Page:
The Great Overland Station honors the rich railroad tradition in Kansas. It's a tradition that helped spark the state's powerful western heritage.
That's why the annual fund-raising gala has a western theme this year.
So it wasn't hard to pick an art exhibit when...well, the boot fits.
"There are a lot of things in Kansas we should be proud of and I think the western heritage is what we should be most proud of," says Dewane Burgess, co-owner of a local western wear store.
So upstairs in Great Overland Station, you can find an homage to the cowboy and one of his most important tools. Plus it's a Kansas discovery...the cowboy boot.
"It started here!" boasts Beth Fager from Great Overland Station. "The legend is the first cowboy boot was made by Hyer Company in Olathe. When one trail rider came in and asked for a boot with a pointed toe to get in the stirrup and a slanted heel so it would stay in the stirrup. And so a new form of boot was made for the cowboy."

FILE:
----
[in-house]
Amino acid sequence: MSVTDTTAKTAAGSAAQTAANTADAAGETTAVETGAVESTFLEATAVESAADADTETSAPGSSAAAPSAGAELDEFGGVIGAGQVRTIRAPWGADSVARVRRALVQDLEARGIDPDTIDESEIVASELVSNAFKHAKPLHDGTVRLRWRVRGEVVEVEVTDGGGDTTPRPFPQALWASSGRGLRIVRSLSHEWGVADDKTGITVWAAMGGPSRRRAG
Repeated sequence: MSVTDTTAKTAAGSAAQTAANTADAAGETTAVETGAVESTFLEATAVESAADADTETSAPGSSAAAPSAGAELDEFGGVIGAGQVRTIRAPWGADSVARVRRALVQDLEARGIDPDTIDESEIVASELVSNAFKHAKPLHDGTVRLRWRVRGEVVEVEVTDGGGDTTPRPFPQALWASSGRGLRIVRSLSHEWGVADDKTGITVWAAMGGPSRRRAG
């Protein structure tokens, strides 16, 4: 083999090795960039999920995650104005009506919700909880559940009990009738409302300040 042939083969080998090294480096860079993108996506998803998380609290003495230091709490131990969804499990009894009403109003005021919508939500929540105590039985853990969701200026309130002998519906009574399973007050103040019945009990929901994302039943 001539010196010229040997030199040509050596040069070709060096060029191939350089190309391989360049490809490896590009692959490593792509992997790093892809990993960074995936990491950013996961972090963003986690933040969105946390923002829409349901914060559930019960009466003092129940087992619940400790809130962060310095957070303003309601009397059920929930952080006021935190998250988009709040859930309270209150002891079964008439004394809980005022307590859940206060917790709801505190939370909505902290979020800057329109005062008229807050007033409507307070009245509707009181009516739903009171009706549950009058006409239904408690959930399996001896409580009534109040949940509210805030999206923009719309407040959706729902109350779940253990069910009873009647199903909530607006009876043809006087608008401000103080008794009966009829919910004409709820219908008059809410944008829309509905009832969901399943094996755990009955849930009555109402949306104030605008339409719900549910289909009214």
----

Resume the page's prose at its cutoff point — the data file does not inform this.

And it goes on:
From there, a need for the boots caught fire-- each aspect of the boot important for a cowboy's job---but they had to look good too...becoming works of art."
"It's to distinguish themselves from other cowboys and its common to tuck the pants in to show it off," explains Burgess. "There are some boots that will have eight to ten rows of stitching on the uppers and that's expensive. It's a very labor-intensive process."
And the more elaborate, or custom-made, the more expensive. "The highest retail I have is $569.00, and that's for Cayman aligator boots."
Burgess says it's not a trend going away. "There are still a lot of real cowboys in Kansas and many still have the same reasons for needing boots. Boots make up 35 to 40 percent of my business. Beyond that I think people have a real yearning for the western lifestyle. Because I think its associated with those cowboys like Roy Rogers and Gene Autry who had rules for kids to follow like high character, listen to your parents, etc. Your handshake was a contract."
"Those stories about Dodge City, Buffalo Bill, Jesse James, that's all real to us," Fager says. "It's a part of our heritage and the cowboy was the spark that led to all that."
You can stop by and see the boots on display at Great Overland Station through August.